Oktoberfest has its origins in the celebrations of the marriage of Crown Prince Ludwig, later to become Ludwig I of Bavaria, to Therese von Saxe-Hildburghausen in 1810.
The Oktoberfest grounds in the center of the town are also named after her: the Theresienwiese (Wiese means meadow), affectionately referred to by Munich folk as the "Wiesn", which has also become the term for the world's biggest fun fair itself.
Every year in the last week of September, this huge area at the foot of the statue of Bavaria is turned into a vast "Festwiese" for 16 uproarious days until the beginning of October (the Oktoberfest always begins on the last Saturday but one in September
and ends on the first Sunday in October).
...while paraders provide street entertainment.
The Wiesn is a festival for all the senses, a merry mixture of sideshows, traditional roundabouts, high-tech switchbacks, a Ferris wheel and "Super Loopings", small and larger sales stands for such delicacies as candy floss, gingerbread hearts and roast
almonds or for balloons, stuffed animals and other souvenirs, and, of course, the "landlords' alley" with the 14 beer tents of the Munich breweries.
Munich's importance as the beer metropolis is also underscored by the international trade fair "drinktec-interbräu", which takes place every four years at the same time as the Oktoberfest.
Oktoberfest lasts from late September until
the first Sunday in October, and is open
daily from 10AM to "last call" at 10:30PM.
• Each year, Oktoberfest kicks off with a parade to the fairgrounds where the mayor of Munich awaits to open the first keg. When he exclaims, “O’zapft is!," (“It’s tapped!”), the official beginning of Oktoberfest is marked and the party begins.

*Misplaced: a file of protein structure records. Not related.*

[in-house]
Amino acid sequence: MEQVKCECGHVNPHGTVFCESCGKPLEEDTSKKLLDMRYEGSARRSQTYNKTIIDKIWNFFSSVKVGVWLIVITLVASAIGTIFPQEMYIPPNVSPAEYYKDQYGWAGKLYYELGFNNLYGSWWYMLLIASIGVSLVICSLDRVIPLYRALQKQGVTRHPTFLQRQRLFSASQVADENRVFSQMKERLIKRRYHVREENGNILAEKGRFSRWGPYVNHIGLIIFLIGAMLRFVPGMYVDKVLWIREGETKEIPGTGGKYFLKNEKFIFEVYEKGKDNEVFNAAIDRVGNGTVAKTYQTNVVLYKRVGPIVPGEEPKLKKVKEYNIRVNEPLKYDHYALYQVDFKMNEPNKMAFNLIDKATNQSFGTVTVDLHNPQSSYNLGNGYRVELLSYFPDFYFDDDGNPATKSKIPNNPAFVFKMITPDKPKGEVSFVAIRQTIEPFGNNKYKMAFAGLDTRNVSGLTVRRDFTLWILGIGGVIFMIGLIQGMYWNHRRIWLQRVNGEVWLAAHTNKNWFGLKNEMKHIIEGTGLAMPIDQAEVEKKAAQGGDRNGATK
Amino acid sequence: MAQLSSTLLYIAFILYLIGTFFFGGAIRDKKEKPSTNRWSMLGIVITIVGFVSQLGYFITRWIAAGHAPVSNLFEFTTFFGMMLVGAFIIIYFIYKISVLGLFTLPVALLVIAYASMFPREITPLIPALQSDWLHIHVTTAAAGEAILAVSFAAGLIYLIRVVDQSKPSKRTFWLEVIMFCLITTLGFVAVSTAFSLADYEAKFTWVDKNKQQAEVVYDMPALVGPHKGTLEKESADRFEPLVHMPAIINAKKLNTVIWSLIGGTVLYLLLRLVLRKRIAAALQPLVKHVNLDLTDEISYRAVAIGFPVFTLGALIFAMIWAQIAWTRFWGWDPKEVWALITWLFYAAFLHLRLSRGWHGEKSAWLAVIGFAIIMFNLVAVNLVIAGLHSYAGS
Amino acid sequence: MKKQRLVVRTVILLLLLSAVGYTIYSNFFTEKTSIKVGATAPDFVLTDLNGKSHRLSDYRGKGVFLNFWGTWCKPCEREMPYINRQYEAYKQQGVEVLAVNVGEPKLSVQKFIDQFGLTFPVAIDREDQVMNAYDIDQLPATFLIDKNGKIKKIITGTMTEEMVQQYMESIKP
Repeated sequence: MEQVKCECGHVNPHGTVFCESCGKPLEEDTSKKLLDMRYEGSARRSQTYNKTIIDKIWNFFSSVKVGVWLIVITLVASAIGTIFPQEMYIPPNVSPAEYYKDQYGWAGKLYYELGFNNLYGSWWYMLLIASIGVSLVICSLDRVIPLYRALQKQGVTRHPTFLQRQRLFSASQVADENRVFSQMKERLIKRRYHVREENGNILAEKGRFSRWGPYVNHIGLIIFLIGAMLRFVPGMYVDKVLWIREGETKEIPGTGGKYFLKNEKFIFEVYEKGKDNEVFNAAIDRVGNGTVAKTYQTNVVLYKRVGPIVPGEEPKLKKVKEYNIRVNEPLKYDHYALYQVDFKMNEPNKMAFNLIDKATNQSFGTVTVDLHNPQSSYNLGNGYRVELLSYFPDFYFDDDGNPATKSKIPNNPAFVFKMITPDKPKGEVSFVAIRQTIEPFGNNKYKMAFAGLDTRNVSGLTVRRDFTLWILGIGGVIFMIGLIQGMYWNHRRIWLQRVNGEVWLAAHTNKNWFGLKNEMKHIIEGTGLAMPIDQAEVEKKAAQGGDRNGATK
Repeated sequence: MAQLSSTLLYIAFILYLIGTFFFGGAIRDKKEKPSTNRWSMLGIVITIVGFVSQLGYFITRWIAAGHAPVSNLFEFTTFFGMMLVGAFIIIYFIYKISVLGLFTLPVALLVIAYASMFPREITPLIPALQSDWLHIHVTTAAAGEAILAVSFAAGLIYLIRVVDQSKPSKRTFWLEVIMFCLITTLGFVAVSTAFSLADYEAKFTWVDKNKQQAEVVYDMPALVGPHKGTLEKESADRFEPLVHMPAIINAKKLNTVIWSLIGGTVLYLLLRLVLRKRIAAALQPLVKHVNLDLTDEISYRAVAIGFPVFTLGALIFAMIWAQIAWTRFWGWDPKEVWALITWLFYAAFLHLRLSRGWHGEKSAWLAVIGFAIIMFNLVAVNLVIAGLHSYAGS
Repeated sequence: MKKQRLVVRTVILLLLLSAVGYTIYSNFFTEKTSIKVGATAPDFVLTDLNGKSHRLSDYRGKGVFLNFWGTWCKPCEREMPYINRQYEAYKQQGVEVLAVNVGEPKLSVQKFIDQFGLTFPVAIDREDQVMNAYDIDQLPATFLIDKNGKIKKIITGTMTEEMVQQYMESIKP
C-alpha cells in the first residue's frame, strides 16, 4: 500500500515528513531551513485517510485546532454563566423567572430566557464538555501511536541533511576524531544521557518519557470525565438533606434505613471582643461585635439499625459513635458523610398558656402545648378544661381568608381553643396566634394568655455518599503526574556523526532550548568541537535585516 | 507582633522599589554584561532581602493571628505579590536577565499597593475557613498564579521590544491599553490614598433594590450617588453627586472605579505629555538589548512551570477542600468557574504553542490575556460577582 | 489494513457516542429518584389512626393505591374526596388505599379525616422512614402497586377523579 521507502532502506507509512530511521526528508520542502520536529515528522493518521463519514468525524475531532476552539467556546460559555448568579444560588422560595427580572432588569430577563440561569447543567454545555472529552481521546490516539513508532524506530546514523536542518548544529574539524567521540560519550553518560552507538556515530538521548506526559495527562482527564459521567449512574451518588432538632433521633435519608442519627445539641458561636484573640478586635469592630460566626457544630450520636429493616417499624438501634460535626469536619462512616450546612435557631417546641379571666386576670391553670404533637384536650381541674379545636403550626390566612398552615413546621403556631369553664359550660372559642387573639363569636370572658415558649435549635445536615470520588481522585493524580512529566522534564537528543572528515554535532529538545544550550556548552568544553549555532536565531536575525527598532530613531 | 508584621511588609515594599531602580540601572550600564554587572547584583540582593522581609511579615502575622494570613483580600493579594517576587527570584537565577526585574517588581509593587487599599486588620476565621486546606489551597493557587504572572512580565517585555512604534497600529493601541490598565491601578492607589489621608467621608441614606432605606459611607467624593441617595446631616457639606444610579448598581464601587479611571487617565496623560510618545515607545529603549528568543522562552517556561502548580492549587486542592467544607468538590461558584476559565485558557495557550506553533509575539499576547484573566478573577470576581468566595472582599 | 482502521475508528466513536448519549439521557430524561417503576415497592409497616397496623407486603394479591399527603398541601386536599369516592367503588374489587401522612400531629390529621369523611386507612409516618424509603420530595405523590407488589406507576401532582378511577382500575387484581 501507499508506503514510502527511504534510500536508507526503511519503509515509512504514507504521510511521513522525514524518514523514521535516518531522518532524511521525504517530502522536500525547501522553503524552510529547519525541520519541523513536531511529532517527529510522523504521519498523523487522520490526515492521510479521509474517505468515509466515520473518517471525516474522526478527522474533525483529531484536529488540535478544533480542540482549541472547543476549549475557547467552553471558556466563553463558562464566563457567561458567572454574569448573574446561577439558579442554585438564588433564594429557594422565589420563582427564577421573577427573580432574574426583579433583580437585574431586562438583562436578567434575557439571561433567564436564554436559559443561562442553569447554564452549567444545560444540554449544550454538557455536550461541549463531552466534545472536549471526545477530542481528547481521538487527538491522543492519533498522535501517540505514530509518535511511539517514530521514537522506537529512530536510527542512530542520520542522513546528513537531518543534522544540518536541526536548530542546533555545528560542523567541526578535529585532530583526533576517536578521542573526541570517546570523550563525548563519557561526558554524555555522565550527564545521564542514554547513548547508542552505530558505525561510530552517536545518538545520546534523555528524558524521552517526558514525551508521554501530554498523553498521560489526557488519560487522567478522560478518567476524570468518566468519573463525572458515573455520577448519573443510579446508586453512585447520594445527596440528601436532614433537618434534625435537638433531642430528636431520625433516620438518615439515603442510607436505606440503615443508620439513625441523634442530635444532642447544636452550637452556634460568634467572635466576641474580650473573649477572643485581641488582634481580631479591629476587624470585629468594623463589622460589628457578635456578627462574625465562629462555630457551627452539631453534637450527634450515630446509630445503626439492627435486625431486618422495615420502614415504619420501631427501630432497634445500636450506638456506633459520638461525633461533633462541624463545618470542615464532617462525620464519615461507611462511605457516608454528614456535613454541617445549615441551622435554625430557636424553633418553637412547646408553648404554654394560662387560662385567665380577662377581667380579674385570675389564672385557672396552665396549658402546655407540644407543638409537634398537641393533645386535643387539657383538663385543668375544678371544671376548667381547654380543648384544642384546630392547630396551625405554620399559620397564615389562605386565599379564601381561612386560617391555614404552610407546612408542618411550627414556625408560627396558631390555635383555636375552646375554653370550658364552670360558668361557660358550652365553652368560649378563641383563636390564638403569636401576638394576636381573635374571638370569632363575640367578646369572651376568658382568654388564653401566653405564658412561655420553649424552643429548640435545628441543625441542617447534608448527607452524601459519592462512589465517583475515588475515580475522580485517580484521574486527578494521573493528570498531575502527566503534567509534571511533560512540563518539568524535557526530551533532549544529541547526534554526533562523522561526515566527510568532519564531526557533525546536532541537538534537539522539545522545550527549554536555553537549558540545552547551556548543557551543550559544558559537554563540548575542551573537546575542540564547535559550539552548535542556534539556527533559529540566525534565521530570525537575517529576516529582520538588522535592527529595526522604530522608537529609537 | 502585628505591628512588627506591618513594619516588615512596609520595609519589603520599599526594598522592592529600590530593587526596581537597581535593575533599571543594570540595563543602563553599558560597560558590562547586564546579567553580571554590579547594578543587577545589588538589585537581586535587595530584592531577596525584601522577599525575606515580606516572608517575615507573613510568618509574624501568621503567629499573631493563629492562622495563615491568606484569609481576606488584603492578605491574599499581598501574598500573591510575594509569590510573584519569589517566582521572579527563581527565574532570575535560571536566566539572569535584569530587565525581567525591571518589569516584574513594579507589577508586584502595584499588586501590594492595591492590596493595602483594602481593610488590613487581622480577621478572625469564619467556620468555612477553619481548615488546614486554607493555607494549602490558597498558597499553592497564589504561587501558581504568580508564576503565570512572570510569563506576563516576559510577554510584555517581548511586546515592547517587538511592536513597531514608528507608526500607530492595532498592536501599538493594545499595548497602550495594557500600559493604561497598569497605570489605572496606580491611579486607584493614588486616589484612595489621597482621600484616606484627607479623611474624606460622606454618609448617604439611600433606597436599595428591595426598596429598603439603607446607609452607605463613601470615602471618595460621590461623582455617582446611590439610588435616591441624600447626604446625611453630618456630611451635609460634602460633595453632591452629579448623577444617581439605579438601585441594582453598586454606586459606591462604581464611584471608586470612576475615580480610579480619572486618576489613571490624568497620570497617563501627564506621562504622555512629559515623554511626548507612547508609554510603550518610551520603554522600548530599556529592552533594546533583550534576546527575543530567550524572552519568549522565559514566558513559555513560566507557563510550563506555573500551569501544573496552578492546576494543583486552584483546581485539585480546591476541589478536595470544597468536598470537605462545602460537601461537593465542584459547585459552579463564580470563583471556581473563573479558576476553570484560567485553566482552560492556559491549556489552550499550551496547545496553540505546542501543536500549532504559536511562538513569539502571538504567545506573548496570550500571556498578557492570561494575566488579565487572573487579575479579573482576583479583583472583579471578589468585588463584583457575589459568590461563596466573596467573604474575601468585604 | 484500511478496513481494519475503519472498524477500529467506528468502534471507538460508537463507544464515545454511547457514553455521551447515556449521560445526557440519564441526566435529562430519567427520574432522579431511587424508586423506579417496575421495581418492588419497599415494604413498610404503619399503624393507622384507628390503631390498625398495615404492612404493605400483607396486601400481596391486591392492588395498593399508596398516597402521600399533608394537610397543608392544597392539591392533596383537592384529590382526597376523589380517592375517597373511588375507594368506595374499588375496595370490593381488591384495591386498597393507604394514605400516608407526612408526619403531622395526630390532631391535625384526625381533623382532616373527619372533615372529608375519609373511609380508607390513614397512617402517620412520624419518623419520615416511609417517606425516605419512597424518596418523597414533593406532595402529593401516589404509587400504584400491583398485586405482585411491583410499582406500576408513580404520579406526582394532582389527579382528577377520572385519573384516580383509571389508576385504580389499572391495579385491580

• The “Dirndl” is the traditional dress worn worn by "Bier Frolleinsseen" (bar maidens) at Oktoberfest. In November 2008, Oktoberfest beer waitress Anita Schwarz set a world record for carrying 19 steins of beer to a table 130 feet away without spilling a drop.
• Every year, over 4000 things are lost and found during Oktoberfest. The all-time classics are glasses, phones, money, jackets, pullovers and at least one set of dentures.
• On average, 6 million people from all over the world visit Munich's Oktoberfest adding approximately US$1 billion to the local economy during the 10-day event.
• The annual Munich celebration is also a major FOOD fest offering up generous helpings of cold cuts, sausages, sauerkraut, schnitzel, potato salad, roast chicken and duck, smoked fish, roast ox, pork with dumplings and, of course, lots of pretzels.